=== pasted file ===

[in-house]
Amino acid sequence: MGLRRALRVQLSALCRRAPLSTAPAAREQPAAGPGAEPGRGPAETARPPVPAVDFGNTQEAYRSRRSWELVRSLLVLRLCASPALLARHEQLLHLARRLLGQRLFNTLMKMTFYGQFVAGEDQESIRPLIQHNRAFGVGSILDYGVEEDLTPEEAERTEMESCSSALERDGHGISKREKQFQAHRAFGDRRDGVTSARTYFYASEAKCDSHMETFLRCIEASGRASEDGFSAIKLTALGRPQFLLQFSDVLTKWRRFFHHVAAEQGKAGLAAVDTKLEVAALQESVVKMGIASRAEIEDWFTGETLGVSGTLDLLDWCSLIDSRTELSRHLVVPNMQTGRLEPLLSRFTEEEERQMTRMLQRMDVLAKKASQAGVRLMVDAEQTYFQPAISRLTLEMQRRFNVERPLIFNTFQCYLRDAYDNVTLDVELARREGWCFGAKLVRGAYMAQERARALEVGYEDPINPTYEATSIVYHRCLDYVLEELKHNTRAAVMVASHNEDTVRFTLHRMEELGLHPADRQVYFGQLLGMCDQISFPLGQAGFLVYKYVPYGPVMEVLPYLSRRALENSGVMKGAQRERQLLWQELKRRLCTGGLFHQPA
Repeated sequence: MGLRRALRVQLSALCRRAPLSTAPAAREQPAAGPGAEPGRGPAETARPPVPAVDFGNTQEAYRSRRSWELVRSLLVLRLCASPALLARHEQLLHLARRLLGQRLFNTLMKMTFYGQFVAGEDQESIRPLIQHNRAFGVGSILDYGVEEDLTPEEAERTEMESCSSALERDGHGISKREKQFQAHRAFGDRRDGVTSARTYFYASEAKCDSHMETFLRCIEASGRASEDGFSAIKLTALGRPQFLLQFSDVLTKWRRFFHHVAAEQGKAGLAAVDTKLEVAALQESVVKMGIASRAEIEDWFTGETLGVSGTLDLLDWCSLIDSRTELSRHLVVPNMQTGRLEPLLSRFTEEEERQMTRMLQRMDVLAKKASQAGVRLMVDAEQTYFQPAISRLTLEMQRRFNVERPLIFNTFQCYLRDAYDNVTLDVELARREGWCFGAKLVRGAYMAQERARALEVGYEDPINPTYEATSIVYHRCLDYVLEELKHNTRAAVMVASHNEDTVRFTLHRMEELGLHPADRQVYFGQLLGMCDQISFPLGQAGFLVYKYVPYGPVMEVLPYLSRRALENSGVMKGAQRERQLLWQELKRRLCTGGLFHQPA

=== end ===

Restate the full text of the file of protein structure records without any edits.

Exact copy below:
[in-house]
Amino acid sequence: MGLRRALRVQLSALCRRAPLSTAPAAREQPAAGPGAEPGRGPAETARPPVPAVDFGNTQEAYRSRRSWELVRSLLVLRLCASPALLARHEQLLHLARRLLGQRLFNTLMKMTFYGQFVAGEDQESIRPLIQHNRAFGVGSILDYGVEEDLTPEEAERTEMESCSSALERDGHGISKREKQFQAHRAFGDRRDGVTSARTYFYASEAKCDSHMETFLRCIEASGRASEDGFSAIKLTALGRPQFLLQFSDVLTKWRRFFHHVAAEQGKAGLAAVDTKLEVAALQESVVKMGIASRAEIEDWFTGETLGVSGTLDLLDWCSLIDSRTELSRHLVVPNMQTGRLEPLLSRFTEEEERQMTRMLQRMDVLAKKASQAGVRLMVDAEQTYFQPAISRLTLEMQRRFNVERPLIFNTFQCYLRDAYDNVTLDVELARREGWCFGAKLVRGAYMAQERARALEVGYEDPINPTYEATSIVYHRCLDYVLEELKHNTRAAVMVASHNEDTVRFTLHRMEELGLHPADRQVYFGQLLGMCDQISFPLGQAGFLVYKYVPYGPVMEVLPYLSRRALENSGVMKGAQRERQLLWQELKRRLCTGGLFHQPA
Repeated sequence: MGLRRALRVQLSALCRRAPLSTAPAAREQPAAGPGAEPGRGPAETARPPVPAVDFGNTQEAYRSRRSWELVRSLLVLRLCASPALLARHEQLLHLARRLLGQRLFNTLMKMTFYGQFVAGEDQESIRPLIQHNRAFGVGSILDYGVEEDLTPEEAERTEMESCSSALERDGHGISKREKQFQAHRAFGDRRDGVTSARTYFYASEAKCDSHMETFLRCIEASGRASEDGFSAIKLTALGRPQFLLQFSDVLTKWRRFFHHVAAEQGKAGLAAVDTKLEVAALQESVVKMGIASRAEIEDWFTGETLGVSGTLDLLDWCSLIDSRTELSRHLVVPNMQTGRLEPLLSRFTEEEERQMTRMLQRMDVLAKKASQAGVRLMVDAEQTYFQPAISRLTLEMQRRFNVERPLIFNTFQCYLRDAYDNVTLDVELARREGWCFGAKLVRGAYMAQERARALEVGYEDPINPTYEATSIVYHRCLDYVLEELKHNTRAAVMVASHNEDTVRFTLHRMEELGLHPADRQVYFGQLLGMCDQISFPLGQAGFLVYKYVPYGPVMEVLPYLSRRALENSGVMKGAQRERQLLWQELKRRLCTGGLFHQPA